Federal-Mogul Powertrain has announced an upgrade to its GOETZE Diamond Coating (GDC) for piston rings, a technology that has been used in heavy-duty diesel engine applications for more than a decade. The new coating, GDC60, features higher diamond content than the established GDC50 to further reduce wear and has demonstrated lower friction and greater scuff resistance during testing.
“GDC60 will enable our customers to develop new, more efficient engines with higher cylinder pressures while staying with a familiar, well-proven ring coating technology,” commented Gian Maria Olivetti, chief technology officer, Federal-Mogul Powertrain. “This means they can continue to benefit from design features such as the inlays and Blitzchrom flank protection that are already well established in the market with GDC50, as well as lower validation costs compared to a completely different ring coating technology.”
In rig tests, GDC60 reduced the friction coefficient up to 7% and first engine tests have shown the potential for wear reduction of up to 10% compared to GDC50 coatings. This will also benefit the function of the oil rings.
In order to provide GDC60 with greater scuff resistance under high thermal load conditions, Federal-Mogul Powertrain has improved upon the microstructure of GDC50, creating a finer microcrack network containing increased numbers of nanodiamond particles that are also more uniformly distributed.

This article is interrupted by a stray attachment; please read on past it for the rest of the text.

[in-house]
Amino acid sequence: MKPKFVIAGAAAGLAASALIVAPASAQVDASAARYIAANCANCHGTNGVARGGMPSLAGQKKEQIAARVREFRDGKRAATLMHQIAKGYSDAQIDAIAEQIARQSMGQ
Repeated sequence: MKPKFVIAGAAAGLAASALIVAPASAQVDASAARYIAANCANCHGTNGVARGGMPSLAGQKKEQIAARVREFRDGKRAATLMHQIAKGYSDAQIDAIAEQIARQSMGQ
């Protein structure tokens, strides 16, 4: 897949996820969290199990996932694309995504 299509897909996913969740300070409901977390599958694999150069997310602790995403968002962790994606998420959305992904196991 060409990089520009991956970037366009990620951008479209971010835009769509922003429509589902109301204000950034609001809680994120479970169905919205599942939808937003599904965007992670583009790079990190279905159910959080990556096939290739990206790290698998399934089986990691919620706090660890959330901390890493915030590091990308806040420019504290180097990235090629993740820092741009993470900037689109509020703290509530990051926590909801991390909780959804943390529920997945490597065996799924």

When conventional fresh oils are used, GDC60 shows a scuff resistance improvement of up to 20% on already high levels of thermal load capacity; the improvement is even higher when operating with aged oil. Confirmation studies carried out with very low viscosity lubricating oils (HTHS2.6) demonstrated that GDC60 can withstand the same thermal load level as PVD (Physical Vapour Deposition) coatings.
For specific applications, increased scuff resistance in combination with the proven high level of robustness under borderline loads makes GDC60 the optimum technical option within conventional piston ring coating families. Initial results from endurance testing in a highly loaded heavy-duty engine have confirmed the results of the rig test investigations.